One of my New Year’s Resolutions is to write a thank you/love note every day. It has become one of my favorite things to do. It helps me find a whole new realm of appreciation and love for those around me.

Well, my thank you/love note for today is to the blog world. I cannot even begin to express how much all the words of support, and love, and wisdom, and understanding flowing over to us concerning Lucy have meant to us. Not only in the sweetest blog comments I have ever read, but in beautifully written e-mails as well. We hold each and every word of support so dear to our hearts, especially at this time. I really don’t even know what to say. A mere “thank you” just doesn’t seem to cut it.

And I’m stressed out because I want so much to reply to everyone who wrote such kind words…man, if people are that nice individually I should at least get back to them. But I don’t think that’s in the cards so PLEASE just know how much all the support and love and prayers mean to us.

It’s interesting because when we first got this diagnosis (almost a month ago) everything felt a little claustrophobic. There were so many thoughts going through our heads. So much worry.

I worry about Dave with his sensitive heart, who wants to always “fix” things that go wrong, and that he can’t really “fix” this.

I worry about our other kids getting the attention they need amidst Lu’s needs.

I worry about all the health issues…all the varying possibilities of what could go wrong.

It makes me nervous when people start talking about the foundation for the blind and braille…classes for young kids to learn to walk with canes, heart and kidney problems associated with this syndrome, the possibility of diabetes…

I worry about the possibility that Lucy may not get to be a wife and a mother some day.

And if she does, I worry about her not being able to see her husband…not being able to see her babies.

It’s interesting though, because time has changed the worry a little bit. When you’re on the outside looking in, all this syndrome talk looks like it’s so overwhelming, too big a burden to bear. All our anticipation and questions and worries loomed so huge in front of us in the beginning. But gradually we’re changing. We’re starting to see the big picture. We’re realizing how blessed we are that it’s as mild as it is. Yes, our lives are going to change. Yes, it will be difficult. Yes, there are heartbreaking times to come…I’m sure of it.

But gradually it’s like we’ve been elevated out of the “maze” of questions a little more each day so that we can see the big picture of where we’re going a little better. Instead of looking at dead ends at every turn, we can start to see what a huge blessing this can be.

My eyes have had their fair share of swimming lately. At first the tears were for Lucy and for our family. For days I was on the verge of tears all day. But gradually, after having a chance to digest the diagnosis, the origin of the tears has changed. Now the tears come when I think about how blessed we are to have Lucy in our family. I get to be her mom. You know how sometimes you’re just so thankful for things you can hardly see straight? Man I love that girl. I love the way her two front teeth look under the curve of her mouth when she smiles. I love to see her eyes glisten right into mine when she’s giving me an Eskimo kiss. I love to hear her belly laughs. I love to watch the older kids give her those belly laughs. I love to watch them try to help her with things. I love to hear them pray for her. And most of all I love to see the look in Dave’s eye when he works with her…so concerned, so full of love.Tears are also coming lately over how thankful I am for the extreme kindness of those around us. I can’t believe how thoughtful everyone is. The things people have shared with us, the love they’ve spilled out and the things they have done for us just make me so emotional. People have gone out of their way to bring us over a treat, or a note, or even a full dinner. It makes me want to be nicer. It makes me want to reach out to others more.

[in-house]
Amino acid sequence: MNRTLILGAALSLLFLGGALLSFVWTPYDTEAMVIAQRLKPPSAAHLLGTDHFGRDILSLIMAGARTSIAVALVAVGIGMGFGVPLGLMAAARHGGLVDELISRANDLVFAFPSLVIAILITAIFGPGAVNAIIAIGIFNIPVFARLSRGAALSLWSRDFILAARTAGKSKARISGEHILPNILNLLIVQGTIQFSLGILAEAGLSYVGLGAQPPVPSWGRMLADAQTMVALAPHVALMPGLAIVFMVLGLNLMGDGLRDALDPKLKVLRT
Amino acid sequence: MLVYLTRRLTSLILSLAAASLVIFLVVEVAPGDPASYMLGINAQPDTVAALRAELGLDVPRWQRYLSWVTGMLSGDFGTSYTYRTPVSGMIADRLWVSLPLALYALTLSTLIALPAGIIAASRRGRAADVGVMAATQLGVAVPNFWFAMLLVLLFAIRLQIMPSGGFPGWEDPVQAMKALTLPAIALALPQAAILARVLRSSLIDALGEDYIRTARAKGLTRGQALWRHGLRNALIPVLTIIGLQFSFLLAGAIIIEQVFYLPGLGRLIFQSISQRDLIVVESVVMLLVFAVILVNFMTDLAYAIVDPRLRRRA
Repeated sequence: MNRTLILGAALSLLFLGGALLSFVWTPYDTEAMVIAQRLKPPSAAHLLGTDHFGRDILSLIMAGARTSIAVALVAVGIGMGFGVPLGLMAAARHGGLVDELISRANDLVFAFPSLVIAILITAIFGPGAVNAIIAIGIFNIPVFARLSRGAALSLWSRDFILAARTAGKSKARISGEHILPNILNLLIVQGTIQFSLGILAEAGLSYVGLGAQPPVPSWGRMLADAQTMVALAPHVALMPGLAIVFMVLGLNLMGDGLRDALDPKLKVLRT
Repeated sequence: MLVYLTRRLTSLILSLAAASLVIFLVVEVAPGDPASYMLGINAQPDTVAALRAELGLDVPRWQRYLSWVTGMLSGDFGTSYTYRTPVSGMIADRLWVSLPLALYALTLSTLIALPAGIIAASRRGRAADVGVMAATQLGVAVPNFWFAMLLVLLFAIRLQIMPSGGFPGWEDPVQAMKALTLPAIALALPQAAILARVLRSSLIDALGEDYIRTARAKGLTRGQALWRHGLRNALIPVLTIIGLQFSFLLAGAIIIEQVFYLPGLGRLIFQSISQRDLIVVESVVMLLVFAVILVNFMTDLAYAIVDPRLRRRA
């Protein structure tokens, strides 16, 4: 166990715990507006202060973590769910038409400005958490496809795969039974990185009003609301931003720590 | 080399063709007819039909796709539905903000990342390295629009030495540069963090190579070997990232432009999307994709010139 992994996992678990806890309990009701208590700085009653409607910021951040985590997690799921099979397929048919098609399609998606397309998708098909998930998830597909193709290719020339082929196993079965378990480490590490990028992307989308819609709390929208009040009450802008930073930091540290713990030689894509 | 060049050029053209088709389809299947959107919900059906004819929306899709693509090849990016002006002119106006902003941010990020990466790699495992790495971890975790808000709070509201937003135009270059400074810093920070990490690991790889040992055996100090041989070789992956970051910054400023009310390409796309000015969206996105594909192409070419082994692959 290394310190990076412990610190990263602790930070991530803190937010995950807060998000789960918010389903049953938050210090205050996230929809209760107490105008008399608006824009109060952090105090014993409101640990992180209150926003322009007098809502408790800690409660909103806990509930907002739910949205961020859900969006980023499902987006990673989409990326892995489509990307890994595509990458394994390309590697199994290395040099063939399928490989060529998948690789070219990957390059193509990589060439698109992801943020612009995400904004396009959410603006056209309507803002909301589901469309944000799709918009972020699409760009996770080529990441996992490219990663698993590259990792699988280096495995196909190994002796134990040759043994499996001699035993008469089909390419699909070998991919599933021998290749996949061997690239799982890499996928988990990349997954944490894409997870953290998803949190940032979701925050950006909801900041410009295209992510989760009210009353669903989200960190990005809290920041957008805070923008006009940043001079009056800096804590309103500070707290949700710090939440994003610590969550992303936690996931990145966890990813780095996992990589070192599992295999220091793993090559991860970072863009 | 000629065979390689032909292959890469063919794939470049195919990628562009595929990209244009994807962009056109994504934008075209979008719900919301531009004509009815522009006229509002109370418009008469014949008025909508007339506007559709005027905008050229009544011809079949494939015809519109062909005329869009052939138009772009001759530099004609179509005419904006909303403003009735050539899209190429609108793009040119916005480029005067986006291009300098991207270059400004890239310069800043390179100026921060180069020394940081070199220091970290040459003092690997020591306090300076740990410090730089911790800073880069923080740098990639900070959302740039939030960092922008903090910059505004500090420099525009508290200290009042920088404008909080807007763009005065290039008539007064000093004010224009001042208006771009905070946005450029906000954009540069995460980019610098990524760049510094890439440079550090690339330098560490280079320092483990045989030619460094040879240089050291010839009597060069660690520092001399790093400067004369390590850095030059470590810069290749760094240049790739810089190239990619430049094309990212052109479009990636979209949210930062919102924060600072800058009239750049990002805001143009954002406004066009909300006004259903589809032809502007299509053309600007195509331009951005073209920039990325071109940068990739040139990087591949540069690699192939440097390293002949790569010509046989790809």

Now sometimes even if I want to fall apart I can’t. I feel too at peace. It’s like there’s this hand holding mine, and lifting me over the hard parts. It makes me know with more surety than ever that there is a God. And that He is good.

Very good.

And He’s watching over all that we do. No matter what trials we may face in life, no matter how we may not really deserve that guiding, comforting hand at times, He’s still there.

And sometimes, when we’re in the midst of sorrow, He reaches out to us even when we forget to ask.

So, I know things are going to be ok. Not the kind of “ok” we had always envisioned, but the kind of “ok” that is so good…the kind of “ok” where we are all going to learn much more than we ever anticipated and that will give us the potential to become that much stronger and that much better. And we feel like we are being comforted and blessed every step of the way.